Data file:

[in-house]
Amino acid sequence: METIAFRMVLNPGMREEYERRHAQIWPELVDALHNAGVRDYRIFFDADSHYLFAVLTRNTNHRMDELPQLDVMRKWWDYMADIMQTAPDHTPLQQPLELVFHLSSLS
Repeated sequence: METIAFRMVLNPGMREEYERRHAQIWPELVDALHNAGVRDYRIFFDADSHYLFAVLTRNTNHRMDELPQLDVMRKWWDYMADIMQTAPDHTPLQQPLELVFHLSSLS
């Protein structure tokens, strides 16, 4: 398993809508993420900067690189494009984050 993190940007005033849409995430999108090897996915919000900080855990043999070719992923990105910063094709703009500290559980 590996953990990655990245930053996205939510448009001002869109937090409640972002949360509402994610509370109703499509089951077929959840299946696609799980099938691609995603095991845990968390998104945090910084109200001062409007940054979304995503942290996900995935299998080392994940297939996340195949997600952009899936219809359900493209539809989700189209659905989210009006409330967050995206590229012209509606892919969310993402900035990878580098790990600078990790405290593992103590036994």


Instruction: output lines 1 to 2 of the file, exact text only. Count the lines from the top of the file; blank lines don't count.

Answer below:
[in-house]
Amino acid sequence: METIAFRMVLNPGMREEYERRHAQIWPELVDALHNAGVRDYRIFFDADSHYLFAVLTRNTNHRMDELPQLDVMRKWWDYMADIMQTAPDHTPLQQPLELVFHLSSLS